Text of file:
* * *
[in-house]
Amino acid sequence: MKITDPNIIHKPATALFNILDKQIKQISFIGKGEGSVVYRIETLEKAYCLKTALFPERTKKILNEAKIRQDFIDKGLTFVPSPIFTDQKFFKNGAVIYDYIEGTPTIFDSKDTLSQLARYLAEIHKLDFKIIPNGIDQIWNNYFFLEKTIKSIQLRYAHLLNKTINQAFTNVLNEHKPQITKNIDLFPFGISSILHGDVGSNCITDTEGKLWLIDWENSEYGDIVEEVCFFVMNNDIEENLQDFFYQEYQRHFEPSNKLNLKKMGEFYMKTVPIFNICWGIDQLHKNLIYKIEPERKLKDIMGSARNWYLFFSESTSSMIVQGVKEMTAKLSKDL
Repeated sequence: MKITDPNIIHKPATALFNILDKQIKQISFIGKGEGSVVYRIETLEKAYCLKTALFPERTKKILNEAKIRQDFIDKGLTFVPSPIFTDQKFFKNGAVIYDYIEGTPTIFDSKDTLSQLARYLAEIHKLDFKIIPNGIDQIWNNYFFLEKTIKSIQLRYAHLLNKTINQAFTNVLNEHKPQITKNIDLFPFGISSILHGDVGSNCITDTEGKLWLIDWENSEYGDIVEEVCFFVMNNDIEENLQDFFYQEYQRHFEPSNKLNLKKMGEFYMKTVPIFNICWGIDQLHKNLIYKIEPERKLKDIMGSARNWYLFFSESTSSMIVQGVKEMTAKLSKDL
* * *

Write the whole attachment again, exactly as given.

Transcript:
[in-house]
Amino acid sequence: MKITDPNIIHKPATALFNILDKQIKQISFIGKGEGSVVYRIETLEKAYCLKTALFPERTKKILNEAKIRQDFIDKGLTFVPSPIFTDQKFFKNGAVIYDYIEGTPTIFDSKDTLSQLARYLAEIHKLDFKIIPNGIDQIWNNYFFLEKTIKSIQLRYAHLLNKTINQAFTNVLNEHKPQITKNIDLFPFGISSILHGDVGSNCITDTEGKLWLIDWENSEYGDIVEEVCFFVMNNDIEENLQDFFYQEYQRHFEPSNKLNLKKMGEFYMKTVPIFNICWGIDQLHKNLIYKIEPERKLKDIMGSARNWYLFFSESTSSMIVQGVKEMTAKLSKDL
Repeated sequence: MKITDPNIIHKPATALFNILDKQIKQISFIGKGEGSVVYRIETLEKAYCLKTALFPERTKKILNEAKIRQDFIDKGLTFVPSPIFTDQKFFKNGAVIYDYIEGTPTIFDSKDTLSQLARYLAEIHKLDFKIIPNGIDQIWNNYFFLEKTIKSIQLRYAHLLNKTINQAFTNVLNEHKPQITKNIDLFPFGISSILHGDVGSNCITDTEGKLWLIDWENSEYGDIVEEVCFFVMNNDIEENLQDFFYQEYQRHFEPSNKLNLKKMGEFYMKTVPIFNICWGIDQLHKNLIYKIEPERKLKDIMGSARNWYLFFSESTSSMIVQGVKEMTAKLSKDL